Understanding the Venture Capital Investor

By Gerard Brandon

Promoting your Business to Venture Capital Investors is an attractive proposition. The investments are larger than you would get from friends, family and Angel Investors, and often they are more willing to invest in subsequent fund raising rounds.

But Venture Capital investors are not always the easiest to get. If you don't grasp the realities of the Venture Capital environment, you may sabotage even an interested potential investor. Here are five important keys to working with Venture Capital investor.

Venture Capital Investors are busy. This is just as true in economic downturns as during a boom. When business is slow, business plans and propositions still come pouring in through the post.

Busy people ignore unsolicited email and letters, and will not return your phone calls. Even when you are in the final stages of closing a deal, your contact may not return your calls for weeks.

If you accept this as normal behavior instead of obsessing about how you may have caused it, you will sleep better at night and use your daylight hours more productively.

Hot buttons open doors. If you want to capture the interest of a busy person, you need to tell them exactly how you can help them. Calling just to introduce yourself will not get their attention.

What do the people in your target market perceive to be the greatest problems they face, or the biggest goals they wish to achieve? Ask these questions of the people you serve and the other business people who serve them.

Read trade literature or special interest publications and educate yourself on the key issues in your marketplace.

Then tell your investors in every communication how your idea or business can help address these needs.

Every choice must be justified. When you raise money from a family member, friend or an Angel Investor they are free to make investment decisions based on instinct, whim, or gut feeling. But every Venture Capital investment must be justified to someone else in the organisation.

  • A junior associate within the Venture Capital firm must justify choices to a manager,
  • The manager to an executive,
  • The executive to the CEO or Senior Partner, The CEO/Senior Partner to the Investment/Credit Committee,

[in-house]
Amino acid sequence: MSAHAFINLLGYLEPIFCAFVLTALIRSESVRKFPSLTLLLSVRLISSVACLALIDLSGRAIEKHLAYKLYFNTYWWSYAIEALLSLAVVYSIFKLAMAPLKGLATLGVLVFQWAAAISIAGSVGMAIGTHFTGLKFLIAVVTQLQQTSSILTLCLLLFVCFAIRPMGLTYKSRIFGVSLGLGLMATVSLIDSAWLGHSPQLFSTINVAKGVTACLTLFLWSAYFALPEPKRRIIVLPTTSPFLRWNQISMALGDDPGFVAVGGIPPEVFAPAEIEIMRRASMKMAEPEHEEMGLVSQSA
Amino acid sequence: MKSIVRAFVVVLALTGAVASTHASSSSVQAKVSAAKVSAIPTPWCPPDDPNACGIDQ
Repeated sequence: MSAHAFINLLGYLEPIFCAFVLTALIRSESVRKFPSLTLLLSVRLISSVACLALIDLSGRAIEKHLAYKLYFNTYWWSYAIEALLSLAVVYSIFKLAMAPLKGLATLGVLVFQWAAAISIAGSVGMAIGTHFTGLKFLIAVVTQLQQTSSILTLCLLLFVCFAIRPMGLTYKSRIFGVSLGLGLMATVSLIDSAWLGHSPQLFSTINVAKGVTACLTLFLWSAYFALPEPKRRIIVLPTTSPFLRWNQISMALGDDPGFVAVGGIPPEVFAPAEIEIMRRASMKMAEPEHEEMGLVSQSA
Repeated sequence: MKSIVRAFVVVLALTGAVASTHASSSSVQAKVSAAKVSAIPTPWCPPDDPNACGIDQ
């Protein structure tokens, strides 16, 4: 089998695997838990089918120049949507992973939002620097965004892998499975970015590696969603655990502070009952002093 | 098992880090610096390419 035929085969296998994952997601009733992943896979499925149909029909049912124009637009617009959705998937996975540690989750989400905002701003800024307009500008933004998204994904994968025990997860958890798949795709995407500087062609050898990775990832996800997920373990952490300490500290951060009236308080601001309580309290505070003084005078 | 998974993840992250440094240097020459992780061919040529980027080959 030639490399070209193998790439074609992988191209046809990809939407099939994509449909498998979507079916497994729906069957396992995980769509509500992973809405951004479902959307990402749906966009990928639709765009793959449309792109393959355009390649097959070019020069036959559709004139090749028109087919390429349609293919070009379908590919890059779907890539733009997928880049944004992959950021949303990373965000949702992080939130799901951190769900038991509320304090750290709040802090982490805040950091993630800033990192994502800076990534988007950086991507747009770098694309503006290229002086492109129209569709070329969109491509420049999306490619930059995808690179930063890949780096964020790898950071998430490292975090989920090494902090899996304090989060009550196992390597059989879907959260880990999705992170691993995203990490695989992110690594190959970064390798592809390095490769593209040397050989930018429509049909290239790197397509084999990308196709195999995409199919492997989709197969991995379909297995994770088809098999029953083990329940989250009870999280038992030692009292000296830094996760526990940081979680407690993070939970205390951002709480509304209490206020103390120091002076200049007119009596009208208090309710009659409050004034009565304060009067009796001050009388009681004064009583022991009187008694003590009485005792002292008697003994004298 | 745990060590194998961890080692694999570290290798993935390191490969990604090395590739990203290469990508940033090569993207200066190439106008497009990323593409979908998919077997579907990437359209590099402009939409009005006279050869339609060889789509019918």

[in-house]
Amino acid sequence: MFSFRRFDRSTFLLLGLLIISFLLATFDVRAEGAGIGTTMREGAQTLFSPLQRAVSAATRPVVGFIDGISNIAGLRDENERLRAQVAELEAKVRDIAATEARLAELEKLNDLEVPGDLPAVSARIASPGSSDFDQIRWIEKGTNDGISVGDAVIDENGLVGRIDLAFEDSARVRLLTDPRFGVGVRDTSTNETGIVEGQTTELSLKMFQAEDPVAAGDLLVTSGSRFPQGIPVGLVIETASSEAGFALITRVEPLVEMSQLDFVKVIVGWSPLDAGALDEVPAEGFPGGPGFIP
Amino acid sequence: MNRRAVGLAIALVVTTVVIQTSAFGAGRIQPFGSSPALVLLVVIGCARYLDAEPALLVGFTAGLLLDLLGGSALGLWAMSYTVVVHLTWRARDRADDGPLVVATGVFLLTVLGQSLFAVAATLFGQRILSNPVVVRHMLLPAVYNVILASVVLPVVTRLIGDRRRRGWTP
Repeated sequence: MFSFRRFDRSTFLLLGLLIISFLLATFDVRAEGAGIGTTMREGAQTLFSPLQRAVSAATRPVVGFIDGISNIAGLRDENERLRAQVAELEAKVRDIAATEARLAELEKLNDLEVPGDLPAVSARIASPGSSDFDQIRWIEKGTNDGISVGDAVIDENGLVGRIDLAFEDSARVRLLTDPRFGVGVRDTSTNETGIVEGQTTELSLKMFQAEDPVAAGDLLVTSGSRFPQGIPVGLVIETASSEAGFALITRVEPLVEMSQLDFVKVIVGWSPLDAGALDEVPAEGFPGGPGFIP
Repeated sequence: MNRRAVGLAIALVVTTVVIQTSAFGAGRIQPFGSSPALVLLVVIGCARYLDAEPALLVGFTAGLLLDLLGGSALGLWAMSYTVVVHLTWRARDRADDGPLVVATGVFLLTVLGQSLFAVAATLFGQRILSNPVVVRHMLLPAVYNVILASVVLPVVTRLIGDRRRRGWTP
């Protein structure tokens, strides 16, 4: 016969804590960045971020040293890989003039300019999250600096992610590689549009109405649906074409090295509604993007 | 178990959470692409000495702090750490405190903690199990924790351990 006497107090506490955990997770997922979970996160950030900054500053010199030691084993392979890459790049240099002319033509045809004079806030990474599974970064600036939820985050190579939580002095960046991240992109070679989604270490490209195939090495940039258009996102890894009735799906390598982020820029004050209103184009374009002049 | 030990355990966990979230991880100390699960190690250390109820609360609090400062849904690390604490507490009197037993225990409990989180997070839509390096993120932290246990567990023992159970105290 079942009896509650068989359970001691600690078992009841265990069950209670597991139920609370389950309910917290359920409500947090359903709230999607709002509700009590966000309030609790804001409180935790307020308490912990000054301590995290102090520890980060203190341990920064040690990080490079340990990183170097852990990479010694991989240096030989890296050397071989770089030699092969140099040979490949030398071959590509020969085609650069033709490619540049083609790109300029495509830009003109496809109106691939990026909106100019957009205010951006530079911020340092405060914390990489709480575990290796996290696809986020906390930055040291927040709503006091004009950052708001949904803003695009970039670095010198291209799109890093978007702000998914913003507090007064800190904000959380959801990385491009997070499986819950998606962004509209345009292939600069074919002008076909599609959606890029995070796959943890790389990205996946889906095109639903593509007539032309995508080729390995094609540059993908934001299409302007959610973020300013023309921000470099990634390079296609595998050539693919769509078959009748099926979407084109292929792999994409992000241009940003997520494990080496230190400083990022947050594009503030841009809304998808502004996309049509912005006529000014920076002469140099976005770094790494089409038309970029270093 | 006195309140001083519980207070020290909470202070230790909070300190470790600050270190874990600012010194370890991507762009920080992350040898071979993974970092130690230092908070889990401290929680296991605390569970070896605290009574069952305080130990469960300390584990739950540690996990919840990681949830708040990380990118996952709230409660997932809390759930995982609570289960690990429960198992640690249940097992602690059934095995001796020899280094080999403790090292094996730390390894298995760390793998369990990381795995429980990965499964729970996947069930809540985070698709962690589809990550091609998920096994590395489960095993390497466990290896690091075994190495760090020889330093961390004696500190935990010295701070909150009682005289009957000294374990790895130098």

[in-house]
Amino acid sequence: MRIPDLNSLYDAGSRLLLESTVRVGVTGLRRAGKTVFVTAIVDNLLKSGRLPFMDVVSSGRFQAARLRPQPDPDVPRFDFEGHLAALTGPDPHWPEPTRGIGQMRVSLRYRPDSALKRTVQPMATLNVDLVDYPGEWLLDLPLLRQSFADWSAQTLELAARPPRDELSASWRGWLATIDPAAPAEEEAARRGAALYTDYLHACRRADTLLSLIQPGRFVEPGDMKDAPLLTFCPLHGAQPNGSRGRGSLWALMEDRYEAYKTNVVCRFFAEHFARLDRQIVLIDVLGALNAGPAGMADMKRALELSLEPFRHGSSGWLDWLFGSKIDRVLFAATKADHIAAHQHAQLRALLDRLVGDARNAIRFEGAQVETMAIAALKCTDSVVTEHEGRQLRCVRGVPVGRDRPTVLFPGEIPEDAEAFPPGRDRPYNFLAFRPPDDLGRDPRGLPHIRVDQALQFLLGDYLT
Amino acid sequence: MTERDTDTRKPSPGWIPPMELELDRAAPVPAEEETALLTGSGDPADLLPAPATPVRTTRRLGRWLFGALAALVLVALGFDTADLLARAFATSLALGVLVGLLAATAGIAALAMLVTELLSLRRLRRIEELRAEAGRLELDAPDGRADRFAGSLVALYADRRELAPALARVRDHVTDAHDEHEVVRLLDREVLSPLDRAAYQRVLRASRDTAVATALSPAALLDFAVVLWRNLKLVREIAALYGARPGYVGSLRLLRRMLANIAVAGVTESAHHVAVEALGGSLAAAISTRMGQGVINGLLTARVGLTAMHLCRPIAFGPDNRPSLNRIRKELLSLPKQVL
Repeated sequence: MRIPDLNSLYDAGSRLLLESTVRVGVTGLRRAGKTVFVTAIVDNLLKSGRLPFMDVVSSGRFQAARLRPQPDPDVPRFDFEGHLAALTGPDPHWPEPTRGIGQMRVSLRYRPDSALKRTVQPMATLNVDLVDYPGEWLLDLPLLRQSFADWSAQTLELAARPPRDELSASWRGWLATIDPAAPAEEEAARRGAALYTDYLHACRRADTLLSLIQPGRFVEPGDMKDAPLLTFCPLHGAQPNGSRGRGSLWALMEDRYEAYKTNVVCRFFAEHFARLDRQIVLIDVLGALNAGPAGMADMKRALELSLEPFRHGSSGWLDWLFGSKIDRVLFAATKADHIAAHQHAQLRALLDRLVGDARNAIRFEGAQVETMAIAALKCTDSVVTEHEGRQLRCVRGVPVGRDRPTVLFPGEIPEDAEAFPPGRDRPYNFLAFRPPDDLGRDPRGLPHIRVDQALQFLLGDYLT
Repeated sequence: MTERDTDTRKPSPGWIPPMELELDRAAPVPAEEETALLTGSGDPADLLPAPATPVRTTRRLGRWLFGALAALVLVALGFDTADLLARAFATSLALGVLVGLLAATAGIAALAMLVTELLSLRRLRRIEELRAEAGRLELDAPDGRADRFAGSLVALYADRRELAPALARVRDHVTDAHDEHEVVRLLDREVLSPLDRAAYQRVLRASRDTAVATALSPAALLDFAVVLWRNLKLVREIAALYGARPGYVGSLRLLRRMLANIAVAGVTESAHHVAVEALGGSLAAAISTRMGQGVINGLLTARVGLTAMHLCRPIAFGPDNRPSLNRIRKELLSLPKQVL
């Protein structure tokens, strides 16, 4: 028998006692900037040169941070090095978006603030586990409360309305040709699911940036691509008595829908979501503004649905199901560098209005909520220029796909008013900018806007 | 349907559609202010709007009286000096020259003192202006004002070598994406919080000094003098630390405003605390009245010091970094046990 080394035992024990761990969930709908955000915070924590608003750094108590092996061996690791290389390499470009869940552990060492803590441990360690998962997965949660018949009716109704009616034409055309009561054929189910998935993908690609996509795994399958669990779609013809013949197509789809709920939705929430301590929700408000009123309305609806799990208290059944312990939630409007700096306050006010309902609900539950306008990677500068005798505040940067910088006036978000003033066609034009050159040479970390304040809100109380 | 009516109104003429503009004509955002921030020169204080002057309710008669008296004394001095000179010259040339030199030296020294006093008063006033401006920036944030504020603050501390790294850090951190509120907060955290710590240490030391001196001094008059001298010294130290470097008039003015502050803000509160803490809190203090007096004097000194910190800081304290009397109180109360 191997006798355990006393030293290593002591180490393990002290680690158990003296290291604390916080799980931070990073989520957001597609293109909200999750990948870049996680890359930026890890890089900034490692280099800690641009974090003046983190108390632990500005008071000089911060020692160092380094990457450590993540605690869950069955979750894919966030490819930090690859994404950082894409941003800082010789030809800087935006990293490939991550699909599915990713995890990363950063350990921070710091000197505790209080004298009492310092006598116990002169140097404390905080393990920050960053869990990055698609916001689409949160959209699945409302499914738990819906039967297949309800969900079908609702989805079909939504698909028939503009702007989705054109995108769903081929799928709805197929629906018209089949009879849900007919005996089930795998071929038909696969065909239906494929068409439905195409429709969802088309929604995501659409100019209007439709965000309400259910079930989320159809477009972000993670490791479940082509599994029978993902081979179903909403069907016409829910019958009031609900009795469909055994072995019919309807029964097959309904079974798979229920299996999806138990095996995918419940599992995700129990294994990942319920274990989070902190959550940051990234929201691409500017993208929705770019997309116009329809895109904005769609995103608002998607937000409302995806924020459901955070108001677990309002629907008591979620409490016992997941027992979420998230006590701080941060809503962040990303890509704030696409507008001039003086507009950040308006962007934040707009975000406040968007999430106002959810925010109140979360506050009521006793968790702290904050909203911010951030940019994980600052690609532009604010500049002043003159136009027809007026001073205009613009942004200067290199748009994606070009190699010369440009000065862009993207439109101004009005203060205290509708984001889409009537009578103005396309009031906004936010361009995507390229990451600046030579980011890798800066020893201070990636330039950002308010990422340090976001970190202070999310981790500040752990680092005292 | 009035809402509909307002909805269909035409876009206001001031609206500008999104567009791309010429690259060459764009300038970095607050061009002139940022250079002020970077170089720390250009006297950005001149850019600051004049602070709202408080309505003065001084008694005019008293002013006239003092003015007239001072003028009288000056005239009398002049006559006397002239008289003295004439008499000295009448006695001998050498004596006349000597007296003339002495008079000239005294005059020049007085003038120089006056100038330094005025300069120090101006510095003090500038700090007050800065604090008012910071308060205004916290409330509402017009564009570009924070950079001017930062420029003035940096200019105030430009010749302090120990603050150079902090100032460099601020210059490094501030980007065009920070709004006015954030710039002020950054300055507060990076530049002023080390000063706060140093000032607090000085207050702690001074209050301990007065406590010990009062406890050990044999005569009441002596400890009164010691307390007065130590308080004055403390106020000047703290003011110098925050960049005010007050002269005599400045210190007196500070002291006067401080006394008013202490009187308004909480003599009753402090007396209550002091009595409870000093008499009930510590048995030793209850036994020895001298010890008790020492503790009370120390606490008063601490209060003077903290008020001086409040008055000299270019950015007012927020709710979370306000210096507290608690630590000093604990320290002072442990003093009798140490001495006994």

• The Investment Committee or Board of Directors ultimately to the shareholders.

Each one of these people wants to look good to the next link up the chain, and dreads making a public mistake. If you want your investment to be concluded, you need to provide your contact with EVIDENCE why you and your business solution are the best choice for investment.

The bottom line rules. When you provide your evidence, it had better include euro/dollars and cents. If you are more expensive than your competition, what added value will you provide? What unique tangible benefits will they receive that make the added investent worthwhile?

Friends, family and Angel Investors invest in the category of nice-to-have, often to improve their quality of life. Venture Capital organizations don't. You must convince them that your business idea is something they actually NEED and prove how it will enhance their bottom line and deliver a profitable EXIT. Real-life examples of results, proof-of-concept at least, can speak volumes. Illustrations with charts and graphs are more convincing than any brochure and understanding the Financial Calculations goes a long way to convincing your investors that they will find that EXIT.

No budget; no investment. Even when the Venture Capital firm would like to be part of what you have and thinks you're the best idea they have seen all month, the deal won't go through if there's no money in the fund. No free cash usually means your project will be deferred until the next investment fund is raised. Always ask if the Venture Capital fund has free funding at the first meeting. Don't necessarily expect them to tell you how much is available. But if your contact can't answer funding questions, it's also a strong clue you are not talking to the decision-maker.

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